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Readings and writings on Buddhism, yoga, and contemplative science

Archive for the tag “hatha yoga”

Yoga and the Quest for the True Self by Stephen Cope

Yoga and the Quest for the True Self  by Stephen Cope.  Bantam Books 1999.  358 pages. 

It is not often I use the “M word” to describe a book.  No, I’m not talking about munchkin books or maleficient books.  I’m talking about masterpieces.  I am not certain if Stephen Cope’s bestseller is a masterpiece.  Maybe it is, maybe not.  Either way, it is pretty damn good. 

This is one of those books that entertains and educates you in a visceral way right from the start.  Large chunks are written in immediate narrative format–as in “he said,” “I said,” etc.  It is Stephen Cope’s personal yoga story–a sort of “pilgrim’s progress,” if you will–as well as the yoga story of his many friends and acquaintances before and during his long and continuing stay at the Kripalu Center for Yoga & Health in Stockbridge, Massachusetts. 

We meet a man, a practicing Boston psychotherapist, who for a variety of reasons was feeling unsettled and dissatisfied with his life and then, somewhat to his dismay, found himself joining a religious community to do…what?  Much of the book is an answer to that and related questions: What did he want?  Why?  What was he trying to do at Kripalu?  What was–is–the meaning of yoga?  What is enlightenment?  Is such a thing possible?  Are there enlightened people in this world?  And what happens when all the things we try to keep hidden are revealed for the world to see?  

Stephen Cope furrows through all these questions and more.  His sincerity, his intensity, his intelligence, make the book a gripping read.  Its pages educate the reader even as Cope the protagonist is educated by his experiences in the ashram.  Yoga philosophy is pondered over, its depths turned up, and its many connections to Western psychotherapy reflected upon, all in gratifyingly sober, lucid prose.  This is no idealistic hippy’s tale, nor a wide-eyed New Age search for Reality.  In point of fact, it is one man’s search for himself, even as he helps us understand that the discipline, the science, the art of yoga, is there to help us lay ourselves bare to ourselves.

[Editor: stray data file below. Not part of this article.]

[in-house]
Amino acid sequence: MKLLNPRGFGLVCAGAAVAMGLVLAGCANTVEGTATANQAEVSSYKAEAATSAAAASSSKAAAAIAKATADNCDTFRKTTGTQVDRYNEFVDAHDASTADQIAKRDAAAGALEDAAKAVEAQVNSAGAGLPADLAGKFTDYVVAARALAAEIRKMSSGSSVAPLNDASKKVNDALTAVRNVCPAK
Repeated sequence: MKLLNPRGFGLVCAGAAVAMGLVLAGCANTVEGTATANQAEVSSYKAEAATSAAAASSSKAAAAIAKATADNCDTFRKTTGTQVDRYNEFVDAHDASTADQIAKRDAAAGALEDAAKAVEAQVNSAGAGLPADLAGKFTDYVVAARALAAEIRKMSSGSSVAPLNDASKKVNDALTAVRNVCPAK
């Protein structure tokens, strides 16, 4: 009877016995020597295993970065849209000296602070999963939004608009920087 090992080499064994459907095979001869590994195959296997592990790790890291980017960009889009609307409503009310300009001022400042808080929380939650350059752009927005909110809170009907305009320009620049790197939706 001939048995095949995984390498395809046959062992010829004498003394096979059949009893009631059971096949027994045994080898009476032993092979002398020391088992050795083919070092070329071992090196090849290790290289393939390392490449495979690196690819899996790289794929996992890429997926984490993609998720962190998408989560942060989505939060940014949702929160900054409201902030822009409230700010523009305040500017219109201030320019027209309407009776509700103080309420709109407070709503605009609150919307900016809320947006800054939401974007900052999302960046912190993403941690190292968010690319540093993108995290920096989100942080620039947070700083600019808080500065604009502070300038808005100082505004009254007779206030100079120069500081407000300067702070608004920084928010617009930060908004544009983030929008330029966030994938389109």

“You will know the truth and the truth shall set you free.”  This book is a testament to these words, but it goes beyond them for the “truth” as yoga reveals to Stephen Cope is an ever living, organic thing, the stuff of our lives, which we either enjoy and let go of or cling to and warp, eventually to destroy. 

You will find yourself in this book.  In one of the many personal portraits Cope draws, you will find your own symptoms and neuroses, your fears, dreams and failings.  And when you do, you will know that yoga has something to offer you.  There is so much teaching here, and it is given in such generous, gentle and wise ways.  Most of all, I think the primacy of ourselves as bodily beings, as thinking, feeling, dreaming animals of earth, is borne out.  The body really is our temple, and yoga is our puja, an act of adoration, discipline and feast.  Cope nails it in what might be the defining statement of the book: “Because yoga asanas are not so much about exercise as they are about learning and unlearning, it is not the movement itself, but the quality of attention we bring to the movement that makes postures qualify as yoga” (230).  If this is so–and I know it is–then any act, any breath, any thought done with full and alive attention, is yoga. 

Bobby Fischer once said “Chess is life.”  I would say “Yoga is life,” and Stephen Cope’s book has made this truth abundantly clear.

My Amazon rating: 5 stars

The Yoga Bible by Christina Brown

The Yoga Bible: The Definitive Guide to Yoga Postures by Christina Brown.  Walking Stick Press 2003.  399 pages.

I wanted to give a nice little plug for this nice little asana book.  I couldn’t resist buying when I found it in the local Harvard Coop–almost 200 asanas in a book that fits snugly in the hand.  Dense (in terms of information per paragraph or bullet point), to the point, practical, and perfectly arranged so all you have to do is look, do the pose, check, turn the page and repeat.  I’ve now made my yoga routine into THIS, just following it through and then starting over again.